It's the 21st century, the world is modernizing, and superpowers are helping developing countries develop. The UN, composed f members from most f the countries f the world, was founded to promote peace, security, and economic development throughout the world. As one of, if not the only, current superpower, the United States has an obligation to spread democracy throughout the world, mainly Iraq, as stabilizing the country would bring stability to the volatile Middle-East. The deposition f Saddam Hussein would clear the space for the Iraqi people to establish a truly democratic government and serve as a beacon and inspiration for the spread f democracy throughout the Islamic world.
Saddam Hussein massacred his people, the Kurds, and even his own family members, yet he was supposedly elected by 99% f the population. This is the result f a dictatorship government where the people have little to no say. By establishing a democracy in Iraq the people would be bestowed the gift f freedom. We all remember watching the people f Iraq proudly waving their purple-dyed fingers in triumph after voting in their first real elections. Iraqis would have a constitutional democracy in the Arab world, and Americans would have a partner for peace and moderation in the Middle East. The Bush Administration was well aware f these facts, and thus this acted as the motivation for invading Iraq.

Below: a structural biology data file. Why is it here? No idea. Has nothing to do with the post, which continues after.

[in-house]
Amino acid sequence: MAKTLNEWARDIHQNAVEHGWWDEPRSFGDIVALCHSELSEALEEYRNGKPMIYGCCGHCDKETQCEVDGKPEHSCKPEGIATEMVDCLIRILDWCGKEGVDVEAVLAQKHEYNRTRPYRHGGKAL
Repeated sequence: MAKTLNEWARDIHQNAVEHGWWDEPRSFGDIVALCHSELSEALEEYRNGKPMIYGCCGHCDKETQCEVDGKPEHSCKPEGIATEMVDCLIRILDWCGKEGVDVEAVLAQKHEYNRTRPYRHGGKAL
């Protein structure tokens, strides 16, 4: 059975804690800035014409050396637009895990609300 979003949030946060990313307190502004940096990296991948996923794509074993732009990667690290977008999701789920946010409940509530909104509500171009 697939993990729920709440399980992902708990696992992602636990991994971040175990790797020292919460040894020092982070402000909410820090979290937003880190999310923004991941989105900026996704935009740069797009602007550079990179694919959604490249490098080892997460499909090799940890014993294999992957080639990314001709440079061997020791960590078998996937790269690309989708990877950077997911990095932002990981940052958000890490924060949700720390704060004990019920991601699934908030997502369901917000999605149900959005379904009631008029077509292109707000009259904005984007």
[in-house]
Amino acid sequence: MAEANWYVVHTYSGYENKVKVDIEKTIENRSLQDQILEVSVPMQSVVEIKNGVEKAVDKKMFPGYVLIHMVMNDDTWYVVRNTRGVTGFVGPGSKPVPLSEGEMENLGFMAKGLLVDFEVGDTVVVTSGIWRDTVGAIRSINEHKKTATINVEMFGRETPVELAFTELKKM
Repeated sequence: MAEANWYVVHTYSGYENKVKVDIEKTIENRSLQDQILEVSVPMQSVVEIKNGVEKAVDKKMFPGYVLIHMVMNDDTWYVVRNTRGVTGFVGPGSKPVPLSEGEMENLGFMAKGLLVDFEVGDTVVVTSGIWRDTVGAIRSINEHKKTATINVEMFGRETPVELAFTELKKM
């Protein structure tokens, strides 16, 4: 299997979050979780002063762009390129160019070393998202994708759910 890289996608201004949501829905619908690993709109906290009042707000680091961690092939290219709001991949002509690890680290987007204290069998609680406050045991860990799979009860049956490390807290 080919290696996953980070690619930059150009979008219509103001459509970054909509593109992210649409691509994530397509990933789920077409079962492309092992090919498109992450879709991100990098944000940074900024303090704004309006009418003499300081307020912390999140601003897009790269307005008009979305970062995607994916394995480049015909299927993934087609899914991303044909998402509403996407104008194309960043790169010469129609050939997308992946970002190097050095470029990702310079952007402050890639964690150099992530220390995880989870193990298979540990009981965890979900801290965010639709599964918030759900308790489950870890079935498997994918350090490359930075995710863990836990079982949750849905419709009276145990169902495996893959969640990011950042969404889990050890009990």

Some make the argument that by spreading democracy in Iraq, we are doing nothing but imposing a foreign belief on a nation uninterested in this alien form f government. To this it could be said that democracy takes different forms in different cultures, successful free societies are built on common foundations f rule f law, freedom f speech, freedom f assembly, a free economy, and freedom f worship. These are fundamental rights that any nation or population can appreciate. Additionally, according to the "Democratic Domino theory", if and when democracy is established in Iraq, it would spread beyond the nation's borders to the other undemocratic countries f the region, leading to a stable and free Middle East.
As President Bush declared, "All Iraqis must have a voice in the new government, and all citizens must have their rights protected." It would be hypocritical f the United States to praise its successful democratic government, but do nothing to promote it in other countries. Thus the spread and establishment f democracy was an absolute real motivation for the invasion f Iraq.
To some this argument is flawed. They claim all this was propaganda promoted by the Bush Administration and used as a front to sell the war to the nation.
Others, such as the chief foreign columnist f the New York Times, Thomas Friedman, believe the opposite. In a July 16 column entitled "Winning the Real War", Friedman hails the formation f an Iraqi "governing council," handpicked by the US colonial administrator L. Paul Bremer, as the real "liberation" f Iraq,